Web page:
Tuesday, October 02, 2012

George Will's Question for the Wrong Candidate

George Will, who has long been an opponent of campaign finance reform, has penned a "questions for the candidates" column, in which he imagines asking the President,
President Obama, you deplore the court's Citizens United decision. What is your constitutional basis for rejecting the decision's principle that Americans do not forfeit their First Amendment rights when they come together in corporate entities (mostly nonprofit advocacy corporations such as the Sierra Club) to speak collectively? You say you would “seriously consider" amending the First Amendment to empower Congress to regulate political speech. Explain why you choose to make the Bill of Rights less protective.
As Will knows, the President would likely respond with a rather scholarly commentary on the history of corporations, corporate speech rights, and campaign finance jurisprudence, that historically there has been bipartisan support for restrictions on campaign spending by both individuals (something that doesn't appear anywhere near as bothersome to Will) an corporations, point out that the question was narrowly decided by the court in a decision that reversed recent precedent, and that there are valid reasons to be wary of excessive contributions from any interest group. The fact that the First Amendment, at least as interpreted for the greater part of the last century, would have us err on the side of speech rights does not change the fact that there are competing interests at play.

But although Mitt "Corporations are People" Romney might be superficially sympathetic to Will's argument, his actual thoughts on the subject turn out to be an incoherent mess.
Republican presidential nominee Mitt Romney said Tuesday that he thinks teachers unions should be banned from making political contributions because union leaders often negotiate contracts with Democratic politicians they’ve helped elect, a situation he called “an extraordinary conflict of interest.”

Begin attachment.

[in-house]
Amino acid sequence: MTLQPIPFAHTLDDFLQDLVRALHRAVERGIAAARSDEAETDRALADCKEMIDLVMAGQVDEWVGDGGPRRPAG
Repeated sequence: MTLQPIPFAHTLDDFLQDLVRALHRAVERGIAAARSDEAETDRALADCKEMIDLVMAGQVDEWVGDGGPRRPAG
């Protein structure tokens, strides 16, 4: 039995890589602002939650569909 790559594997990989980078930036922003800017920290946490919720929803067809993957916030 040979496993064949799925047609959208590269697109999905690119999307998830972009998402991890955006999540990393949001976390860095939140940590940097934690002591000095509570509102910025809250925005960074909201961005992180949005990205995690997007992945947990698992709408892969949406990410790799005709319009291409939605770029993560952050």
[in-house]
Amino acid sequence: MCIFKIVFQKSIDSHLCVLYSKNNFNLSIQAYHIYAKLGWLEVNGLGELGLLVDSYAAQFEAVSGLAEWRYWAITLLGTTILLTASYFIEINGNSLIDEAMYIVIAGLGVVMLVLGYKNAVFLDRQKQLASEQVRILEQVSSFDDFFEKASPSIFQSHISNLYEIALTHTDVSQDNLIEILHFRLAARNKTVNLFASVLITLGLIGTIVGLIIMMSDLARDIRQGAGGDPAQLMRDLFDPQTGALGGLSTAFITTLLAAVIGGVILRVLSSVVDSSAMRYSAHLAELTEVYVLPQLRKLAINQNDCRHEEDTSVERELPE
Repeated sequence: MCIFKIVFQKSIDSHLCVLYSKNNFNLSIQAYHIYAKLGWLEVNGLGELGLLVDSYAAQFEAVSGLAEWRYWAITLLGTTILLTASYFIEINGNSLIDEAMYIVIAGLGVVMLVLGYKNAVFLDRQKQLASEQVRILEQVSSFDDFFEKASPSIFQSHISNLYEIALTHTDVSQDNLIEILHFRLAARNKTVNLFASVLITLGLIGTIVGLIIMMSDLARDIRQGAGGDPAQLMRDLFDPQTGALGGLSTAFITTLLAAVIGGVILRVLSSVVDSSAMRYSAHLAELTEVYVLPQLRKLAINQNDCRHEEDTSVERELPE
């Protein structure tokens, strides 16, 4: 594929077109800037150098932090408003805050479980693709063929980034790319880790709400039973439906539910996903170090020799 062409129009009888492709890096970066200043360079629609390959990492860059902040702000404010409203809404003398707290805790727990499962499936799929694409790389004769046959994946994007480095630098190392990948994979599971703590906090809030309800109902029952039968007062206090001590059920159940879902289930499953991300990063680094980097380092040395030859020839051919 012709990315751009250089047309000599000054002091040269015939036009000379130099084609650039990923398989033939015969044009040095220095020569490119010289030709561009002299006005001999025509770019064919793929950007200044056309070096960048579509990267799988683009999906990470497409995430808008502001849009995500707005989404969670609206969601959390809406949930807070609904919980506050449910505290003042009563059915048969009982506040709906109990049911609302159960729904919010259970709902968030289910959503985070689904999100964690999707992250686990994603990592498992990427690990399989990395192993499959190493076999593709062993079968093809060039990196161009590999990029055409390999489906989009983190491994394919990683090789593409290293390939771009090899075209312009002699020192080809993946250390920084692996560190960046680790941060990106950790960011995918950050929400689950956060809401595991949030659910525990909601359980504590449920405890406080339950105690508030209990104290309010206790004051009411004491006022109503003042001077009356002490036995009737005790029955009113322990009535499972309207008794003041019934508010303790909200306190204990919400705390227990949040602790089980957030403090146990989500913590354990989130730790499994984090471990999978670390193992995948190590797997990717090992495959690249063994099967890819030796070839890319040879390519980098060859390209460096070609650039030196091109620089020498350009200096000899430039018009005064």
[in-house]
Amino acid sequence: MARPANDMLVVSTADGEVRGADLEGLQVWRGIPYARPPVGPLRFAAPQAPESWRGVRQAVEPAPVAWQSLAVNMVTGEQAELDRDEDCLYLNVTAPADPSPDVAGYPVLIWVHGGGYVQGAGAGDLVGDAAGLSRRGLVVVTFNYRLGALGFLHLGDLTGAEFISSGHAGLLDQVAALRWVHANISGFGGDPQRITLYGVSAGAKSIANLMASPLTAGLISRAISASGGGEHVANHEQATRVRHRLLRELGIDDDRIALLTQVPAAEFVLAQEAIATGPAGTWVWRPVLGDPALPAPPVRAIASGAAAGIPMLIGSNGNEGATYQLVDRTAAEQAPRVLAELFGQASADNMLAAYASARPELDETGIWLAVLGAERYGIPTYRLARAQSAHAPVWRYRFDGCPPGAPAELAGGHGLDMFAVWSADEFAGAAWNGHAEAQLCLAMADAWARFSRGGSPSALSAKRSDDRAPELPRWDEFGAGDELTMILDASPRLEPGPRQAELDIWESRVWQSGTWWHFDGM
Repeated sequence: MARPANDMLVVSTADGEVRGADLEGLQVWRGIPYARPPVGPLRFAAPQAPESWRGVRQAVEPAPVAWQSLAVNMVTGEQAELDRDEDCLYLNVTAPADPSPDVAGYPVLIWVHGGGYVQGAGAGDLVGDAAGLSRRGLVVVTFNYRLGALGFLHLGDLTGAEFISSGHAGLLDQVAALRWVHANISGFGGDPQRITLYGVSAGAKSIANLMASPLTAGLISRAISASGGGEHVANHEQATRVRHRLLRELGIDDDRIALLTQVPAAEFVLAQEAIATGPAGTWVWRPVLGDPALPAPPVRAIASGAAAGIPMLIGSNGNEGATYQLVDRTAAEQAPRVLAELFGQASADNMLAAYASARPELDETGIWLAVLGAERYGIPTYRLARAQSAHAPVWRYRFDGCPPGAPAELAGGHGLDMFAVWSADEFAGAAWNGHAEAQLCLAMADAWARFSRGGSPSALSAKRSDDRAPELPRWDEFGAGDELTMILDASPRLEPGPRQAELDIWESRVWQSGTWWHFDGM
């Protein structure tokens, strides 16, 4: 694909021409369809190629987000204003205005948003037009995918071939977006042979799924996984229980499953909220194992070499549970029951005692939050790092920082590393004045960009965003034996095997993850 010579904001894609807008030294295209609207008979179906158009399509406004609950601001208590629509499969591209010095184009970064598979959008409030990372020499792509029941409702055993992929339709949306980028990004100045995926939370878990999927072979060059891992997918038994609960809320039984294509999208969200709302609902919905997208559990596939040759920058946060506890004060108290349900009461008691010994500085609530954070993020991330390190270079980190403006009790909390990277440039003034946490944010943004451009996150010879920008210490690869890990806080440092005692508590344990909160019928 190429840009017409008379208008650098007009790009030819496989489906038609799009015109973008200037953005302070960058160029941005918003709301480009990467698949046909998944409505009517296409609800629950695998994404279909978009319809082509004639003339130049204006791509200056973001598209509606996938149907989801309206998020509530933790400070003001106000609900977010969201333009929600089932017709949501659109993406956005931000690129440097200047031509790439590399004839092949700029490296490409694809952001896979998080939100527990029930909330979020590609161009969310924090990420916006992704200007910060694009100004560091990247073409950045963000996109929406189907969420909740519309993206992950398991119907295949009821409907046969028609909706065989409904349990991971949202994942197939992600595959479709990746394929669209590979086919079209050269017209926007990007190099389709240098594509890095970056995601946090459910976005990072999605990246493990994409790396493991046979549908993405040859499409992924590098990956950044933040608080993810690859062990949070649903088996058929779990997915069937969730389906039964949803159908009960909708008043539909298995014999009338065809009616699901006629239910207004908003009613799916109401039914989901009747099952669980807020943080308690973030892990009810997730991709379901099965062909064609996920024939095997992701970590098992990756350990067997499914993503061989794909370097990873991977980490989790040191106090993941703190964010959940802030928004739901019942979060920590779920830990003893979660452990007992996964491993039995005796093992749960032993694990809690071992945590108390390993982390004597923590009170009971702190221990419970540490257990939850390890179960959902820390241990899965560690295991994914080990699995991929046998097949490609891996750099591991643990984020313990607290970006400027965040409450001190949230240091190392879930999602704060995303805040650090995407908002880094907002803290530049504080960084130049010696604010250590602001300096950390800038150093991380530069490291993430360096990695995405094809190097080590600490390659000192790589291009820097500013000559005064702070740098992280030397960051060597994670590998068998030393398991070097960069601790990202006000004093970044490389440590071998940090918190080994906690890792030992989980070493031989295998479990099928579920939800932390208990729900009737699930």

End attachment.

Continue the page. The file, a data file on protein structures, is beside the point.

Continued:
“I believe that we simply can’t have a setting where the teachers unions are able to contribute tens of millions of dollars to the campaigns of politicians, and then those politicians, when elected, stand across from them at the bargaining table, supposedly to represent the interest of the kids,” Romney told host Brian Williams in a 45-minute appearance at NBC’s Education Nation Summit in New York.

He said it is “a mistake” to allow unions to make such donations, which he argued represent “an extraordinary conflict of interest.”

“I think we’ve got to get the money out of the teachers unions going into campaigns,” he said. “It’s the wrong way for us to go. We have got to separate that.”
I doubt George Will needs to be reminded of this, but unions are corporations, which in the eyes of both Will and Romney makes them "people" with First Amendment rights. As posed to the President, Will's question comes down to how our nation should interpret legal precedents, apply constitutional language and weigh competing interests - and that's a discussion we should have.

For Romney, though, the question becomes, "Why do you want to completely shut down the speech rights of organizations that you have previously stated are 'people' who are entitled to constitutionally protected speech, including in the form of unlimited campaign contributions, based upon the content of their speech - what you believe they might say? Do you understand anything about First Amendment jurisprudence, content-based restrictions on speech, or equal protection under the laws? Does your defense of corporate free speech rights translate into a self-serving, unprincipled philosophy, "Speech should be free if it fills my campaign's coffers and helps me get elected, but if it might help my opponent it should be banned"?

(I'm also again left wondering, does George Will read his own newspaper?)

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